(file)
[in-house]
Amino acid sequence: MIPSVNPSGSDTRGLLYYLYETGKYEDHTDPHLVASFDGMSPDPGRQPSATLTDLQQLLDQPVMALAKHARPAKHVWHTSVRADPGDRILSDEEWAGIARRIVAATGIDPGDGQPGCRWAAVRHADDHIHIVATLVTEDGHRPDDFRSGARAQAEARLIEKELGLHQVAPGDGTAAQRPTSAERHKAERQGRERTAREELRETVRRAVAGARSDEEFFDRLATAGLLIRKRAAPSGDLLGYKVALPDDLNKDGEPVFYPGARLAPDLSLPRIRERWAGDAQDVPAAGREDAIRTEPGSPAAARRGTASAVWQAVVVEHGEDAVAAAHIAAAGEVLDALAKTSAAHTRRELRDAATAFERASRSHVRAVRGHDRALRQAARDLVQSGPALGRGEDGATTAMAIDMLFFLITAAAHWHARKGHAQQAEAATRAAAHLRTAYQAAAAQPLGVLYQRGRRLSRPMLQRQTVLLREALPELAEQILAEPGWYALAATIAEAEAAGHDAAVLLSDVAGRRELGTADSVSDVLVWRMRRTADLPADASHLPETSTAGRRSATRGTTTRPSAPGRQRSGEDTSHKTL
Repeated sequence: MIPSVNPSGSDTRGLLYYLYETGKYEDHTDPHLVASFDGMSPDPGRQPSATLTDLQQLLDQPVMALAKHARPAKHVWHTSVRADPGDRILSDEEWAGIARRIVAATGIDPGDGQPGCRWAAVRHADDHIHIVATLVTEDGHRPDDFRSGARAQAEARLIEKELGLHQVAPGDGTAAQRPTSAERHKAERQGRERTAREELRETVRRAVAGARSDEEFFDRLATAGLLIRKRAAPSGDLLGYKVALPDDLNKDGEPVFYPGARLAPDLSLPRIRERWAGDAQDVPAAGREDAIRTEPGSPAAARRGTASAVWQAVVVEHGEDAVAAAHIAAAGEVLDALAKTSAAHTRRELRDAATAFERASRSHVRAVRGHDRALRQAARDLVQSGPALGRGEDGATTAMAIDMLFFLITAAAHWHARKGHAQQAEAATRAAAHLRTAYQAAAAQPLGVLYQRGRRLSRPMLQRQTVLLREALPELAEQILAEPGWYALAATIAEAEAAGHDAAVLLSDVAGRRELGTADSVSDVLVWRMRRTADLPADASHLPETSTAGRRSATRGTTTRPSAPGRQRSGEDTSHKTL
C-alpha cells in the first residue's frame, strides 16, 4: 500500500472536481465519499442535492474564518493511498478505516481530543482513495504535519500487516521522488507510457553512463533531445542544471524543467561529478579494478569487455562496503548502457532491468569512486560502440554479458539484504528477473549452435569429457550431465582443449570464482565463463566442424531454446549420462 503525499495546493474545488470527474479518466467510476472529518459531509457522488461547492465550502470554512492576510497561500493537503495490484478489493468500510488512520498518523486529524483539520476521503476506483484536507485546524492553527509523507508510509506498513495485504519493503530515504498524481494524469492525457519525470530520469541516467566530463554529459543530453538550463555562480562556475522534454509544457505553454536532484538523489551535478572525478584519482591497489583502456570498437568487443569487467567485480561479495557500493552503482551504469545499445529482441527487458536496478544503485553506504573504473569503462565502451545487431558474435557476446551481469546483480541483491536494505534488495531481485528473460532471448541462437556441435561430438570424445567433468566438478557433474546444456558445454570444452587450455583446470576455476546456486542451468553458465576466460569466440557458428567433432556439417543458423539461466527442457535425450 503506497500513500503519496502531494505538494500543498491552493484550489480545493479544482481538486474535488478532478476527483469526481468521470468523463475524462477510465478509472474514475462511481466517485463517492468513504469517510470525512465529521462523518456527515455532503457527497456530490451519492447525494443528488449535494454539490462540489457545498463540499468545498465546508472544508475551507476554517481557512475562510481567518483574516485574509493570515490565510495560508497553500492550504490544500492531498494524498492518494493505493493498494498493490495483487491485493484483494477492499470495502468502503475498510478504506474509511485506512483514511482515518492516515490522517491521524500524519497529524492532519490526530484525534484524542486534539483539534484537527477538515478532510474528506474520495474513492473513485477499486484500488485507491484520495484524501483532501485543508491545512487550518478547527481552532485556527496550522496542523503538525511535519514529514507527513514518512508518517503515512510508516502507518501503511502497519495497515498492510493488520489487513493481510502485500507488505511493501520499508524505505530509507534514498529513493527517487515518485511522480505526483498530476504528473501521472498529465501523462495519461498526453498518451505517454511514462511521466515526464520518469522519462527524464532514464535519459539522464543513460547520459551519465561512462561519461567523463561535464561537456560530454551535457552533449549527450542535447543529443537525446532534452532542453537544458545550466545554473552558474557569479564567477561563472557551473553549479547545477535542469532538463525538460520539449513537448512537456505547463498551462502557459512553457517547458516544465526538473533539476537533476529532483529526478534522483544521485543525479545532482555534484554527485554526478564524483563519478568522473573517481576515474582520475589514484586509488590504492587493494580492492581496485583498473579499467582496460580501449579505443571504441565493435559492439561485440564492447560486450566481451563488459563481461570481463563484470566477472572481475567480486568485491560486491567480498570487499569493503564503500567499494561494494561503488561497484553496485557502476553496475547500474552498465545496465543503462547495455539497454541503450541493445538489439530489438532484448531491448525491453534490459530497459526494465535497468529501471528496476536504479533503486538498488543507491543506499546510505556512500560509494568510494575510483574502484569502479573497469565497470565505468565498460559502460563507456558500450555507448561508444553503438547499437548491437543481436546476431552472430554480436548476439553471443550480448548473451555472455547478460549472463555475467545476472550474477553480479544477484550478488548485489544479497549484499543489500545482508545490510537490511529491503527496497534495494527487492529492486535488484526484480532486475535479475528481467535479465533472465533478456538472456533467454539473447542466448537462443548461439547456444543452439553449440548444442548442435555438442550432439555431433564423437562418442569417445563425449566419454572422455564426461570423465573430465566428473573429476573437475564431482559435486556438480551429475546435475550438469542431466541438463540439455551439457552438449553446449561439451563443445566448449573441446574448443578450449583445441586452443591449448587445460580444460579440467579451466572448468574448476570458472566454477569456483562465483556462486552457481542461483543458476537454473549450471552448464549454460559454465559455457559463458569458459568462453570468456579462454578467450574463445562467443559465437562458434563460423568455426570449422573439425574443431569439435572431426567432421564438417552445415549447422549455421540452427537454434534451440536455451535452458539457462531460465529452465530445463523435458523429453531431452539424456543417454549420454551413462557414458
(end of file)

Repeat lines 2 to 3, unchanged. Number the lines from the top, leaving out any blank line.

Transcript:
Amino acid sequence: MIPSVNPSGSDTRGLLYYLYETGKYEDHTDPHLVASFDGMSPDPGRQPSATLTDLQQLLDQPVMALAKHARPAKHVWHTSVRADPGDRILSDEEWAGIARRIVAATGIDPGDGQPGCRWAAVRHADDHIHIVATLVTEDGHRPDDFRSGARAQAEARLIEKELGLHQVAPGDGTAAQRPTSAERHKAERQGRERTAREELRETVRRAVAGARSDEEFFDRLATAGLLIRKRAAPSGDLLGYKVALPDDLNKDGEPVFYPGARLAPDLSLPRIRERWAGDAQDVPAAGREDAIRTEPGSPAAARRGTASAVWQAVVVEHGEDAVAAAHIAAAGEVLDALAKTSAAHTRRELRDAATAFERASRSHVRAVRGHDRALRQAARDLVQSGPALGRGEDGATTAMAIDMLFFLITAAAHWHARKGHAQQAEAATRAAAHLRTAYQAAAAQPLGVLYQRGRRLSRPMLQRQTVLLREALPELAEQILAEPGWYALAATIAEAEAAGHDAAVLLSDVAGRRELGTADSVSDVLVWRMRRTADLPADASHLPETSTAGRRSATRGTTTRPSAPGRQRSGEDTSHKTL
Repeated sequence: MIPSVNPSGSDTRGLLYYLYETGKYEDHTDPHLVASFDGMSPDPGRQPSATLTDLQQLLDQPVMALAKHARPAKHVWHTSVRADPGDRILSDEEWAGIARRIVAATGIDPGDGQPGCRWAAVRHADDHIHIVATLVTEDGHRPDDFRSGARAQAEARLIEKELGLHQVAPGDGTAAQRPTSAERHKAERQGRERTAREELRETVRRAVAGARSDEEFFDRLATAGLLIRKRAAPSGDLLGYKVALPDDLNKDGEPVFYPGARLAPDLSLPRIRERWAGDAQDVPAAGREDAIRTEPGSPAAARRGTASAVWQAVVVEHGEDAVAAAHIAAAGEVLDALAKTSAAHTRRELRDAATAFERASRSHVRAVRGHDRALRQAARDLVQSGPALGRGEDGATTAMAIDMLFFLITAAAHWHARKGHAQQAEAATRAAAHLRTAYQAAAAQPLGVLYQRGRRLSRPMLQRQTVLLREALPELAEQILAEPGWYALAATIAEAEAAGHDAAVLLSDVAGRRELGTADSVSDVLVWRMRRTADLPADASHLPETSTAGRRSATRGTTTRPSAPGRQRSGEDTSHKTL